Three sports: badminton, tennis, table tennis. Three best known racquet sports with similar origins. The subjects are how well and popular they are and being developed in different places and why, not about which sport is intrinsically better to justify the big bucks or not because this is largely subjective.
Two countries: China and the US. To a large extent, also applicable to other countries that are good or poor in these sports.
China is strong in badminton and table tennis since the 1960s, but weak in tennis, recent achievements aside. US is the opposite. Why? To suggest that people from a country or a race can't do well in a sport borders on racism, has no basis in science, ignores history, and have been proven wrong time and time again.
History and tradition certainly plays an important role in how well a sport is taken up by the people, because if you are good today, you are likely good tomorrow. But it doesn't explain everything. Until the 1950s, many European countries and the US to a lesser extent were good at badminton and table tennis, with a long list of world champions. China didn't enter the scene until 1959 with table tennis and didn't compete with the Europeans and Indonesian and Malaysian in badminton until 1980. Even many years later, the sports still enjoyed very large crowds rarely seen in Europe or the US in 2012. These two events still fill the stadiums at Olympics among the fastest, just not by the Americans. The more important question is how do you get back on top?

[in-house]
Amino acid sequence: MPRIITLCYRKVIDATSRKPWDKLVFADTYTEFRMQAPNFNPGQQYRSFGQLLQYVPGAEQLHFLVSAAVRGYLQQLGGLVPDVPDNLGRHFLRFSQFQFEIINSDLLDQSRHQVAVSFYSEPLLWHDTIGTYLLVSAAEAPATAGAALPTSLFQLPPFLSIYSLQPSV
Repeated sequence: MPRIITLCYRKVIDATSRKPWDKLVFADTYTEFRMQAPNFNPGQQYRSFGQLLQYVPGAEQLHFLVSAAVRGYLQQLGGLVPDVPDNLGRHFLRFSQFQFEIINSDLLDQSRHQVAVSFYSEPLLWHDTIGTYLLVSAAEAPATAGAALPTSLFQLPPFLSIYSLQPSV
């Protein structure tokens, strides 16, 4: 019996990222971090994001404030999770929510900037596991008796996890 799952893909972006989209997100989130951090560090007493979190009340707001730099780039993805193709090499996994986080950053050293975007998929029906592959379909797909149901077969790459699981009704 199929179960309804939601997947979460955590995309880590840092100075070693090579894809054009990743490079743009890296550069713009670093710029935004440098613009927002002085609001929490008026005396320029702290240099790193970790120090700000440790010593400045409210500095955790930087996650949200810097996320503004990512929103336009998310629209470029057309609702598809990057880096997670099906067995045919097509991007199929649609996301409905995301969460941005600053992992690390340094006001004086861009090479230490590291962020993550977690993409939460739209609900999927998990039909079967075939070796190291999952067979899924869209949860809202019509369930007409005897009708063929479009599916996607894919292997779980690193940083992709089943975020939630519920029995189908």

Professionalization plays a role. With more money in tennis people in richer countries can afford to train and play for bigger bucks. But the differences in prizes or interest is not always constant. The open era of tennis started only in 1968. Table tennis and badminton leagues have had a long history in Europe and Southeast Asia.
The deciding factor is how these sports are organized and athletes trained. The Chinese government invests a lot of resources in table tennis and badminton, due to prior success. With a large population, coaches who are ex-world champions, and many good training partners, no wonder China's top players are also atop the world. This kind of positive feedback is well recognized in life.
Then, why is tennis underdeveloped in China? China has invested much less in tennis than table tennis, but at least more than a few other countries that are nevertheless much better in tennis. The reason is that professional tennis is globally organized. A good player goes to tours and matches all over the world, and he plays and trains with the best all the time, not just with his own countrymen.
Why can't a Chinese do this? Because to play with the best you need to be at a certain level first. So in the US you start playing locally with your peers when you are young, and when one of them becomes Pete Sampras, you will be quite good yourself as an adult. There have never been any internationally good tennis players in China before 2000, so nobody has had a chance, and a positive feedback has never been initiated. No Sampras' coach either. It is also more expensive to train and play tennis, and an even bigger investment to send your kids to the US or Europe for tennis schools.